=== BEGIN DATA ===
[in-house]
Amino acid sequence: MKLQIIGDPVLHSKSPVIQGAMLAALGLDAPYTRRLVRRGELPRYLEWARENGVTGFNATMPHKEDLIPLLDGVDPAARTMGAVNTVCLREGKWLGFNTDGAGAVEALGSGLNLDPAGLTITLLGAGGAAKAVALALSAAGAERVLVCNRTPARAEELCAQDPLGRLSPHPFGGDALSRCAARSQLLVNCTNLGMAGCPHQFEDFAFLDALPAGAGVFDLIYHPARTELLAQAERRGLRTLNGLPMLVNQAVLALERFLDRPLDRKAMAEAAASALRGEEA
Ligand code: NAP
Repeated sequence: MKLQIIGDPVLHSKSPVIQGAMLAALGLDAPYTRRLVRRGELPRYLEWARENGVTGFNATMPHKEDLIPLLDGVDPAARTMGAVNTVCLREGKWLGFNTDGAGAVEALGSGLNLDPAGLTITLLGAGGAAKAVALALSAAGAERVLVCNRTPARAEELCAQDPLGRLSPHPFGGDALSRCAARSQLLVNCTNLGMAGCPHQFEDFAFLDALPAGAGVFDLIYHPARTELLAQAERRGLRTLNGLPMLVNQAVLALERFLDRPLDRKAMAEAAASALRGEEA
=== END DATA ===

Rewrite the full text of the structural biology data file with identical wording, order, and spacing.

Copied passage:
[in-house]
Amino acid sequence: MKLQIIGDPVLHSKSPVIQGAMLAALGLDAPYTRRLVRRGELPRYLEWARENGVTGFNATMPHKEDLIPLLDGVDPAARTMGAVNTVCLREGKWLGFNTDGAGAVEALGSGLNLDPAGLTITLLGAGGAAKAVALALSAAGAERVLVCNRTPARAEELCAQDPLGRLSPHPFGGDALSRCAARSQLLVNCTNLGMAGCPHQFEDFAFLDALPAGAGVFDLIYHPARTELLAQAERRGLRTLNGLPMLVNQAVLALERFLDRPLDRKAMAEAAASALRGEEA
Ligand code: NAP
Repeated sequence: MKLQIIGDPVLHSKSPVIQGAMLAALGLDAPYTRRLVRRGELPRYLEWARENGVTGFNATMPHKEDLIPLLDGVDPAARTMGAVNTVCLREGKWLGFNTDGAGAVEALGSGLNLDPAGLTITLLGAGGAAKAVALALSAAGAERVLVCNRTPARAEELCAQDPLGRLSPHPFGGDALSRCAARSQLLVNCTNLGMAGCPHQFEDFAFLDALPAGAGVFDLIYHPARTELLAQAERRGLRTLNGLPMLVNQAVLALERFLDRPLDRKAMAEAAASALRGEEA